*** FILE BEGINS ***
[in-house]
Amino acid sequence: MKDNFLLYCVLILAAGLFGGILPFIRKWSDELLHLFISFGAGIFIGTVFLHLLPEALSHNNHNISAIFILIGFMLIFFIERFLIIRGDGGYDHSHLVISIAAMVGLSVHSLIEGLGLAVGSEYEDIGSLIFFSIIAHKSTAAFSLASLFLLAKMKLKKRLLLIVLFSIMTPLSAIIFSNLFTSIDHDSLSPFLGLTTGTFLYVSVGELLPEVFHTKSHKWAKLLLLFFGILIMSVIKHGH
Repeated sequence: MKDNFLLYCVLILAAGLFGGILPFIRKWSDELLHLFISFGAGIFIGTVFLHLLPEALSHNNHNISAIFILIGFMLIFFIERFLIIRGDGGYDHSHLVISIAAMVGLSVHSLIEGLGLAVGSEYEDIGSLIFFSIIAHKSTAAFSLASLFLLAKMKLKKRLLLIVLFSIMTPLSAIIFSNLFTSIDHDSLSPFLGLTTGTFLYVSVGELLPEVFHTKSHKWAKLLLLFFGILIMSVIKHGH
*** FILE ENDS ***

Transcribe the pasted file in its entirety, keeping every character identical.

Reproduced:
[in-house]
Amino acid sequence: MKDNFLLYCVLILAAGLFGGILPFIRKWSDELLHLFISFGAGIFIGTVFLHLLPEALSHNNHNISAIFILIGFMLIFFIERFLIIRGDGGYDHSHLVISIAAMVGLSVHSLIEGLGLAVGSEYEDIGSLIFFSIIAHKSTAAFSLASLFLLAKMKLKKRLLLIVLFSIMTPLSAIIFSNLFTSIDHDSLSPFLGLTTGTFLYVSVGELLPEVFHTKSHKWAKLLLLFFGILIMSVIKHGH
Repeated sequence: MKDNFLLYCVLILAAGLFGGILPFIRKWSDELLHLFISFGAGIFIGTVFLHLLPEALSHNNHNISAIFILIGFMLIFFIERFLIIRGDGGYDHSHLVISIAAMVGLSVHSLIEGLGLAVGSEYEDIGSLIFFSIIAHKSTAAFSLASLFLLAKMKLKKRLLLIVLFSIMTPLSAIIFSNLFTSIDHDSLSPFLGLTTGTFLYVSVGELLPEVFHTKSHKWAKLLLLFFGILIMSVIKHGH